Sumac Salt Bag

Turkoman rugs are handmade in north-western and eastern Iran, parts of Turkey, Turkmenistan, Azerbaijan, Uzbekistan, Syria, and other parts of the Caucasus.
The Turkoman art of knotting grew out of the practical necessities of a nomadic way of life appears to be a convincing hypothesis. Mobility was an important requirement of this lifestyle and all the nomad’s personal property had to be, as far as possible. Light, easily transportable and made from readily available raw materials, the most important of which was the wool from their own flocks of sheep. Piled carpets provided protection from the cold underfoot – in these climates, freezing temperatures seep up from the ground at night – and could also he used as covers and blankets.
They are generally very soft and lush and very similar to one another, and very distinguishable from other Persian rugs. The patterns are normally all-over , known as ‘guls’, repeated in straight lines on the field, with the most popular color being a rich burgundy, exclusive to the Turkomans.
These guls vary from one tribe to the other, and also appear in the Bokhara pattern of Kashmir where they are often called the ‘lucky elephant’s foot’. Background colors can also be found in navy blue, black or a series of beiges. These are sometimes referred to as Caucasian carpets.
Turkoman rugs have small, repeating geometric designs and are normally fine quality. The elephant foot and octagonal ‘gul’ motifs tend to look best in smaller sizes that make the most of the intricate pattern. Oriental Rugs Turkoman rugs are not the hardest wearing rugs. Oriental Turkoman rugs are recommended more for decorative use than high traffic areas. Turkoman rugs usually come in greens, reds, whites, and browns. You’ll hear Turkoman rugs referred to as Beshir rugs, Bokhara rugs, or Samarkand rugs.
The dying methods used are very similar to those employed by other global weavers and artisans. The use of vegetables, bark, roots and other natural items to make dyes has been a well known art for many thousands of years.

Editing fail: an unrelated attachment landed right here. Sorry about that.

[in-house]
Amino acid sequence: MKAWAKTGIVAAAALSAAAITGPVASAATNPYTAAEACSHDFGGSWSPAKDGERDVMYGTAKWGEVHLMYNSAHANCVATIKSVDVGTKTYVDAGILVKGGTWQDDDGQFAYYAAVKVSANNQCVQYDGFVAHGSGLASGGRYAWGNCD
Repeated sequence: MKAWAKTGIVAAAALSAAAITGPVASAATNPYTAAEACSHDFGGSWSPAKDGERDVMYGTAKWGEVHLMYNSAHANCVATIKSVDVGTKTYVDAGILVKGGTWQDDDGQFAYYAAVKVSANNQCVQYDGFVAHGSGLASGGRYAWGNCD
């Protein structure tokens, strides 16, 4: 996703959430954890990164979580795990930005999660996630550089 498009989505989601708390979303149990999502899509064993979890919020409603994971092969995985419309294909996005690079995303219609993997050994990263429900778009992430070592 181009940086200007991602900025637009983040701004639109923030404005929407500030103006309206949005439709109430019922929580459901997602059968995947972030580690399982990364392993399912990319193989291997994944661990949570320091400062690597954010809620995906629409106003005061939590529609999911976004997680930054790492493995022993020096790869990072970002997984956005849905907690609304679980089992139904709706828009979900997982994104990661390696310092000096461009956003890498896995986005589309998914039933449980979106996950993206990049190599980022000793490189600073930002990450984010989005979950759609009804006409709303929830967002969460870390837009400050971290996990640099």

Madder root, indigo, St. John’s wort, onion, saffron, sumac, chamomile, rhubarb, turmeric, sage, poppy, buckthorn, quince, almond, walnut, chestnut and henna are just a few of the long list of natural dye sources, with madder and indigo perhaps the most commonly used. To this already complicated brew yet another ingredient is usually added, namely a fixative, a bonding agent known as “mordant”. It is applied to the wool before, often during, and occasionally after dyeing. Known as mordanting, this process has its ancient roots in China and India, reportedly passing to Europe via Persia and Turkey.


The village of Meymeh lies about 75 miles north of Isfahan in central Iran. Joshagan is the town neighbouring Meymeh, and here they have produced rugs and carpets of some reputation for several centuries in a characteristic design that continues today.

Although rugs and carpets from Meymeh and Joshagan are very similar in design and construction, Meymeh is regarded in the trade to be the finer quality. Typical examples have a tight double weft construction with cotton warps and wefts, whilst the Persian knot is used with excellent quality wool to produce a medium length luxurious pile.

Meymeh rugs are easily recognizable because they are only rarely being copied by Indian carpet weavers and also due to the fact that there is little variability with designs and colors. Meymeh, Joshaghan and Khosrowabad carpets represent a group of provenances with very similar designs and colors, being differenciated basically by their level of fineness only. The typical pattern consists of little symmetrical stylized orchids surrounding a stylized medallion in the middle of which you will again find a flower cross. The border usually shows a geometrically stylized Mahi/Herati design. This design altogether is called “Jangali” which means “from the jungle”, the reason for which being that orchids are a typical flower of the jungle. Meymeh rugs are woven with the Persian knot as opposed to the more widespread Turkish knot.